The Michigan Daily - Tuesday, February 17, 2004 - 7
Continued from Page .
vehicles moving around and that they
need to pay more attention when
crossing public roads for both their
safety as well as the safety of driver."~
As warmer weather sets in and
more students ride their bicycles,
Bess said he urges drivers to be at a
high alert when dodging cyclists.
"Pedestrian safety is always an
issue," Bess said.
"It's very important for us to ask
community members to pay attention
for vehicle traffic."
Continued from Page 1.
of school if they experience prob-
lems with their paperwork.
"I'm not as influenced as other
people because I have a visa here,
but I know other people who could
not get a visa and people who are
scared to go back to their own coun-
try, because they don't know if
they'll be able to come back," said
Business School student Ning Lu,
who is from China.
The International Center helps-
students fill out immigration forms
and tries to make them feel more
comfortable while they're at the
University, Altamirano said.
"We want to show them that we
are a home away from home. We are
caring and we want to help them
and serve them," he added.
Continued from Page
end, Levy said.
The decision to cut down preventive
measures was based on the reduced
numbers of students who have recently
contracted the disease. Only seven
cases of viral gastroenteritis were
reported over the weekend, Levy said.
He added that the outbreak caused
concern because it occurred in close
proximity and affected students experi-
enced the same symptoms.
Robert Ernst, associate director of'
University Health Service, and UHS
Director Robert Winfield provided med-
ical advice to housing officials on how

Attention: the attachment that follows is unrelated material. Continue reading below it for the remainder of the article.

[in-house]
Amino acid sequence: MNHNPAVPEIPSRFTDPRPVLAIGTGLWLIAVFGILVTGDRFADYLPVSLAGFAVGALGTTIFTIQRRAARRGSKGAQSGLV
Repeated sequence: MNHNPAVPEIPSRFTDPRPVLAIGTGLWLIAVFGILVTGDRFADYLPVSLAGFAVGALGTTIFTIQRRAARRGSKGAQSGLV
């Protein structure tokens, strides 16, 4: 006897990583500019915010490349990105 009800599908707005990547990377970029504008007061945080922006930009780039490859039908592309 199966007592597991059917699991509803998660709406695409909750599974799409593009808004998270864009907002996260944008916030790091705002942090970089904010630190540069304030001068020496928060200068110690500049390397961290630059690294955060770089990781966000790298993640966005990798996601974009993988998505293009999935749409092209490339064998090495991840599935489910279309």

to best handle the outbreak, and they
said they now support the reduction of
Ernst said the cases of viral gastroen-
teritis are more spread out now -
occurring more equally in residence
halls and off-campus housing - where-
as before they had taken place primarily
in the residence halls. Because of the
declining number of cases in one partic-
ular location, Ernst said the outbreak
was at "background levels."
Ernst and Winfield, along with state
public health officials, are monitoring
and analyzing cases of the disease. Last
week, as soon as one case of the virus
was reported in a particular dorm, dis-
infecting procedures were implement-
ed, Ernst said.
He credited their immediate action in
controlling viral gastroenteritis as the
cause of a successful stop to its spread.
Fewer students have applied to
program since reactor shut down
Continued from Page 1
Nuclear engineering students who would have
used the reactor on campus now use the Dow
Chemical Co. reactor in Midland. The commute
takes about two hours and in some cases requires
van rentals for transportation.
Students who had ongoing research projects that
required the use of the reactor are now-able to
receive money through the vice president for
research's discretionary funds, but Francis said he
has not received any requests for funding.